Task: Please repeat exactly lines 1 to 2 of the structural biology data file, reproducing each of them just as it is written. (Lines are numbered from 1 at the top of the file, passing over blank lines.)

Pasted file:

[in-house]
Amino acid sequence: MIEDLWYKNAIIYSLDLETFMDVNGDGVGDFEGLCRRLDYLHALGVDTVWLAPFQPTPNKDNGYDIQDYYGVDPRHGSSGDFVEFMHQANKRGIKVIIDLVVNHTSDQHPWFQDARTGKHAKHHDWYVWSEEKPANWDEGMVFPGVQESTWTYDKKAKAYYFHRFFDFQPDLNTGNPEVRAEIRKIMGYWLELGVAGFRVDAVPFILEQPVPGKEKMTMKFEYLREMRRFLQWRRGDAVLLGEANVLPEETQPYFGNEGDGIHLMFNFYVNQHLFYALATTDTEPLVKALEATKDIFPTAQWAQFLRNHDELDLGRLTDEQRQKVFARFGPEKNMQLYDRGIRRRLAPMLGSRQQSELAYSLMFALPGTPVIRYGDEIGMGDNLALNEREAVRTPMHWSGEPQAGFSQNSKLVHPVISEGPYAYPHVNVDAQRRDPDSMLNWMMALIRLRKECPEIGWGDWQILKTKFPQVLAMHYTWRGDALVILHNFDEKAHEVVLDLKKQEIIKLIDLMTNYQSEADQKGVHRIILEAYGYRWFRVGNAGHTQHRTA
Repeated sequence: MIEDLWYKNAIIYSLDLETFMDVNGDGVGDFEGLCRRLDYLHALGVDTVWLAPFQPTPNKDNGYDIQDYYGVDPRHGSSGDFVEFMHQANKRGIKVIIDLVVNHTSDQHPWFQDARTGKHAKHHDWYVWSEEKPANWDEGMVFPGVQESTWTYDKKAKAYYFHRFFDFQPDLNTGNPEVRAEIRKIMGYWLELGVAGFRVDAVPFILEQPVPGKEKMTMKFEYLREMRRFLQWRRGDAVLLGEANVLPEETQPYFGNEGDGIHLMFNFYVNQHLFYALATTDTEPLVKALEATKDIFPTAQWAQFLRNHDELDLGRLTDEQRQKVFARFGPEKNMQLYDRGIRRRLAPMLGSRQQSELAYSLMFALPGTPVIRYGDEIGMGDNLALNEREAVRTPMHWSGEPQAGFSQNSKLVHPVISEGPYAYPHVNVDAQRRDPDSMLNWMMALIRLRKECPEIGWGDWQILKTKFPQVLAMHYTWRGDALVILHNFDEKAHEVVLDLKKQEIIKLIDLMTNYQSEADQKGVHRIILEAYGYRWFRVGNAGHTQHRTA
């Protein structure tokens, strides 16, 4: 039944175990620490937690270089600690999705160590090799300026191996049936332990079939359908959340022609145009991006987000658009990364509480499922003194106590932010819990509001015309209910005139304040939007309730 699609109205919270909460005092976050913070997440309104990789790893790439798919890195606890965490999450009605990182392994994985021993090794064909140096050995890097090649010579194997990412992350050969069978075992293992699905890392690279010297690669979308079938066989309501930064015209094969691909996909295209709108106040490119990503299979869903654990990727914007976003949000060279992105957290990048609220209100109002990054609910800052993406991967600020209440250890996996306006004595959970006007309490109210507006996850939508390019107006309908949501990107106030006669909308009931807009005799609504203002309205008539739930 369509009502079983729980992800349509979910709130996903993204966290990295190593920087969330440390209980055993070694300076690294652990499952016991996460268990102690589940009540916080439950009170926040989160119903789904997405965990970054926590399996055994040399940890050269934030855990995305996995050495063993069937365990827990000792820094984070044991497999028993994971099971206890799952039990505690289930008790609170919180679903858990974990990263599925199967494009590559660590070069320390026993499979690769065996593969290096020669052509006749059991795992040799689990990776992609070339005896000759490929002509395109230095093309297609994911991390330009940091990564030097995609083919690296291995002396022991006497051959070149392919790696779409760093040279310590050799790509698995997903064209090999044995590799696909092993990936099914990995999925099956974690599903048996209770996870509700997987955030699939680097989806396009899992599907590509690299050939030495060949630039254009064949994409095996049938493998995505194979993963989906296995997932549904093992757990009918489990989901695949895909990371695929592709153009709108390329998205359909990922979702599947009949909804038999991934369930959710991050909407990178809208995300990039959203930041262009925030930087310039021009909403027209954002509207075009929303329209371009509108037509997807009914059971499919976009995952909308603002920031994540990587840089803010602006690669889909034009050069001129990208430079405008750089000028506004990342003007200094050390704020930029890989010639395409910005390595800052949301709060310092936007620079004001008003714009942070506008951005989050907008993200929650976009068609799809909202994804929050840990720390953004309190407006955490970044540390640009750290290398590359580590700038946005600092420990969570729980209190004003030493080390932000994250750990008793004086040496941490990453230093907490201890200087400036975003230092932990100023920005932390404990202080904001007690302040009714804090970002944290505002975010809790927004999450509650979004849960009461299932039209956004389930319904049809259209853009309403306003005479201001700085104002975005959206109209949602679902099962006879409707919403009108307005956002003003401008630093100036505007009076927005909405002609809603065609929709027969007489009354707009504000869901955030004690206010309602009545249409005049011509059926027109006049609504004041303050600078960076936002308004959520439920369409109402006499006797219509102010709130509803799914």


[in-house]
Amino acid sequence: MIEDLWYKNAIIYSLDLETFMDVNGDGVGDFEGLCRRLDYLHALGVDTVWLAPFQPTPNKDNGYDIQDYYGVDPRHGSSGDFVEFMHQANKRGIKVIIDLVVNHTSDQHPWFQDARTGKHAKHHDWYVWSEEKPANWDEGMVFPGVQESTWTYDKKAKAYYFHRFFDFQPDLNTGNPEVRAEIRKIMGYWLELGVAGFRVDAVPFILEQPVPGKEKMTMKFEYLREMRRFLQWRRGDAVLLGEANVLPEETQPYFGNEGDGIHLMFNFYVNQHLFYALATTDTEPLVKALEATKDIFPTAQWAQFLRNHDELDLGRLTDEQRQKVFARFGPEKNMQLYDRGIRRRLAPMLGSRQQSELAYSLMFALPGTPVIRYGDEIGMGDNLALNEREAVRTPMHWSGEPQAGFSQNSKLVHPVISEGPYAYPHVNVDAQRRDPDSMLNWMMALIRLRKECPEIGWGDWQILKTKFPQVLAMHYTWRGDALVILHNFDEKAHEVVLDLKKQEIIKLIDLMTNYQSEADQKGVHRIILEAYGYRWFRVGNAGHTQHRTA